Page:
Dr Don Sin Describes Promising COPD Biomarkers

Blood eosinophil count is a promising biomarker and example of the pathway toward precision medicine in chronic obstructive pulmonary disease (COPD), said Don Sin, MD, FRCP, MPH, a professor of respiratory medicine at the University of British Columbia and head of the Centre of Heart Lung Innovation, St. Paul’s Hospital.

Blood eosinophil count is a promising biomarker and example of the pathway toward precision medicine in chronic obstructive pulmonary disease (COPD), said Don Sin, MD, FRCP, MPH, a professor of respiratory medicine at the University of British Columbia and head of the Centre of Heart Lung Innovation, St. Paul’s Hospital.

Transcript

What are some promising biomarkers that are being studied for COPD?

One that should be implemented clinically is blood eosinophil count. Eosinophils have been traditionally linked with asthma, but it is now very clear, even in COPD, that individuals with elevated blood eosinophil count—which can be done very, very quickly and cheaply in most laboratories around the world—those with elevated eosinophil count will respond better to inhaled corticosteroids and those with lower eosinophil count will not and inhaled corticosteroids can be restrained in that subpopulation. I think that is a very, very promising biomarker and example of the pathway towards precision medicine in COPD.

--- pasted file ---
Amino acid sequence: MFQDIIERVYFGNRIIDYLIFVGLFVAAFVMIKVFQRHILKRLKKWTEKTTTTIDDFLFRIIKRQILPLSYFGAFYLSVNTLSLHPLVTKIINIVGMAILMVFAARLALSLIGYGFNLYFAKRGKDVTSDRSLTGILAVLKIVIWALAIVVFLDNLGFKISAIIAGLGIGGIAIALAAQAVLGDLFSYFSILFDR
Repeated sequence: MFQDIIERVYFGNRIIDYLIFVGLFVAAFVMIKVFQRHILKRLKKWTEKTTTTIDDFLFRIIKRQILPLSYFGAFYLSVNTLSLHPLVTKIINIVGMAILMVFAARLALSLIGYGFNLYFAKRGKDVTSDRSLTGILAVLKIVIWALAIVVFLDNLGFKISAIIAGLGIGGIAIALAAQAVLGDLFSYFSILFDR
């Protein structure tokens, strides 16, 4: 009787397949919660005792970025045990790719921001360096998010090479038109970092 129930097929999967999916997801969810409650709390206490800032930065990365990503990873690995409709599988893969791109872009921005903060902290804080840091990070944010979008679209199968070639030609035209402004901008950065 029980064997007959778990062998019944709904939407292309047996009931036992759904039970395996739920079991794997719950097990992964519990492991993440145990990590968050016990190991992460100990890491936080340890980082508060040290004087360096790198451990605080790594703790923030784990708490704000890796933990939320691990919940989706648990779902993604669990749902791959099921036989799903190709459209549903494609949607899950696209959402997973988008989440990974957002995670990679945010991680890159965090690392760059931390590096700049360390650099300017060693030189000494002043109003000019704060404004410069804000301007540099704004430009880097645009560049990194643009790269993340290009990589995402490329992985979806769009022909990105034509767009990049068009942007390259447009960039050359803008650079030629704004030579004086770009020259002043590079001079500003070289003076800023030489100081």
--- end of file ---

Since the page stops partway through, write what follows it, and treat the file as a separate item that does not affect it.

There are other clinical examples, like who to give oxygen therapy. We now know that if we do a simple oximetry reading and show that an individual has resting hypoxia, they will do much better with supplemental oxygen. But if they are only hypoxic with exertion, then they won't. That's another example of precision medicine. We wouldn't give a supplement option to all hypoxic patients, only those who demonstrate hypoxia at rest and for 24 hours.